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Music Reissues Weekly: Keith Levene and The Clash | reviews, news & interviews

Music Reissues Weekly: Keith Levene and The Clash

Music Reissues Weekly: Keith Levene and The Clash

Honouring the pivotal UK punk band’s short-stay early guitarist

The latter-day Keith Levene, with The Clash a long way back in the rear-view mirror

Forty-seven years ago this week, a new band called The Clash were seen by a paying audience in London for the first time. On Sunday 29 August 1976 they played Islington’s Screen on the Green cinema, billed between Manchester’s Buzzcocks – their earliest London show – and rising luminaries Sex Pistols. Doors opened at midnight. The anniversary needs marking.

At this point, The Clash had three guitarists. They were a five-piece band rather than the four-piece which became familiar. The guitarist who left a few weeks after the Screen on the Green outing was Keith Levene. Along with fellow guitarist Mick Jones and bassist Paul Simonon, he was a co-founder. Former 101’ers frontman and rhythm guitarist Joe Strummer was next on board, assuming the same role in the new band. The drummer they settled on by the Screen on the Green booking was Terry Chimes.

Sex Pistols Screen on the GreenWhen The Clash played the 100 Club a month later on 20 September – at what became known as the “Punk Festival” – Levene was out and they were the band which – despite some drummer wobbles – signed to CBS on 26 January 1977. What came next for The Clash is well known. Easily lost though is the story of what came first.

Remarkably, and despite his short stay in the band, there is an aural evidence of the formative, Levene-era Clash. The band played in front of audiences five times with him in the line-up – the last three appearances were recorded. The surviving audio from before and after Levene’s departure makes it possible to dig into his importance to the band and impact on their sound – and how The Clash changed after the departure of one of their co-creators.

Keith Levene, who died on 11 November 2022 at age 65, was a significant figure in British punk and what came in its wake. An accomplished, self-taught guitarist his pre-punk adventures included working as roadie for Yes in 1972 and 1973. After leaving The Clash, he spent some of late 1976 in a band named Flowers of Romance with, amongst other in-crowd punks, Sid Vicious and a pre-Slits Viv Albertine. They never played live. In late 1977, he was in a short-lived band named Drunk & Disorderly with Rat Scabies, who had just left The Damned – they played live twice supporting The Clash at London’s Rainbow. Then, from May 1978, Levene became integral to John Lydon’s post-Pistols band Public Image Ltd, who he left in 1983. Following this, his path was erratic. He was the only person to play with members of all three of The Clash, The Damned and Sex Pistols. Becoming a member of The Clash was the opening shot.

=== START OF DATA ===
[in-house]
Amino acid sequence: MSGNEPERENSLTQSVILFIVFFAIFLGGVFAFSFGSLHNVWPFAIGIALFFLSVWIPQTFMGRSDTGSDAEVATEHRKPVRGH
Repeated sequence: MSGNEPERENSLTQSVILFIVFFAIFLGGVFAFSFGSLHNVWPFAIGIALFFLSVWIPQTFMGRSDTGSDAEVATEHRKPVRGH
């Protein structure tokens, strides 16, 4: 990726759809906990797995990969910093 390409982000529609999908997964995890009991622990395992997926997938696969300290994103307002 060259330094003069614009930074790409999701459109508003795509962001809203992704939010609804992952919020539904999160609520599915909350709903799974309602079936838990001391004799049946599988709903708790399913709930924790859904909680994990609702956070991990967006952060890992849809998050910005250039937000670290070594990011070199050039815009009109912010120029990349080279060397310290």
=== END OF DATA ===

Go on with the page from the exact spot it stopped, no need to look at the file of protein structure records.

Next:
An examination of the set lists from Levene’s stay in The Clash makes it obvious this was different to what CBS signed in early 1977. Songs were played live which were never recorded: “Deadly Serious” (also known as “Going to the Disco”), “How Can I Understand the Flies?” “I Know What to Think About you,” “I Never Did it,” “Mark Me Absent” and “Sitting at My Party.” These sat alongside others which were released: “1977,” “48 Hours,” “Deny,” “I'm So Bored With you” (later reconfigured as “I'm So Bored With the USA”), “Janie Jones,” “London's Burning,” “Protex Blue” and “What's My Name.” Of those lacking later studio versions, “Deadly Serious,” “How Can I Understand the Flies,” “I Know What to Think About you” and “Mark Me Absent” remained in the live set after Levene had gone. His departure did not markedly affect the material played on stage.

clash levene June 1976 rehearsal 01Scrolling back, as recounted in Marcus Gray’s 1995 book Last Gang in Town, Levene first met Mick Jones through a mutual friend named Alan Drake, the potential singer for a new band Jones wanted to form in Spring 1976 after his spell in the rehearsal-only London SS. Levene came on board, probably as result of encouragement by Malcolm McLaren associate Bernard Rhodes, who had managed The London SS. McLaren had Sex Pistols on his books so Rhodes wanted a competitor band. Also around was another London SS alumnus, neophyte bassist Paul Simonon. (Pictured left, The Clash rehearsing in June 1976 with Paul Buck on drums. Keith Levene, right)

In April or May 1976. Mick Jones, Keith Levene and Paul Simonon had the skeleton of a new band. Drake dropped out and a few rehearsals were held with a singer named Billy Watts. Drummer Terry Chimes – another fleeting London SS member – arrived after he was phoned by Rhodes. Watts and Chimes were gone by the time Levene and Rhodes approached the recently Sex Pistols-smitten 101’ers frontman Joe Strummer at a 25 May Pistols gig at the 100 Club to see if he’d join the band they were touting. Despite the imminent release of his band’s debut single “Keys to Your Heart” and the following he had fronting a band familiar on the college and pub circuit, Strummer pitched in with the unknowns and began rehearsing with the new band in the first or second week of June 1976. The final 101’ers show was on 5 June.

During this June 1976 rehearsal period, the as-yet unnamed outfit’s initial drummer was Paul Buck (later in 999 as Pablo Labritaine), who had been at school with Strummer. He left after two or three practices and Terry Chimes was once-again tapped. The line-up settled on Chimes, Levene, Jones, Simonon and Strummer. Finding a name was difficult – amongst those in the running were The Psychotic Negatives and The Heartdrops or Weak Heartdrops (from a Big Youth record). Simonon came up with The Clash. A debut show was booked for 4 July, supporting Sex Pistols sat Sheffield’s Black Swan – on the same day The Ramones debuted in the UK at The Roundhouse. The Sheffield billing was “ex 101’ers.” It was deliberate that, Pistols aside, London’s punk élite would not have a chance to pronounce on the worthiness of the band.

clash levene June 1976 rehearsal 02Despite there being no sonic evidence for the Sheffield debut, a little is known about what was played. The band opened with an instrumental titled “Listen” and, according to Pat Gilbert's 2005 book Passion is a Fashion, also played “Protex Blue” and Mick Jones’ Sixties-style beatster “1-2 Crush on You.” The set additionally included 101’ers staples “Keys to Your Heart,” “Junco Partner” and “Too Much Monkey Business” along with a Who cover and The Troggs' “I Can’t Control Myself” (also covered by the early Buzzcocks). A 101’ers hangover clouded proceedings. A retreat to rehearsing followed. (Pictured right, The Clash rehearsing in late June or July 1976 with Terry Chimes on drums. Keith Levene, second right)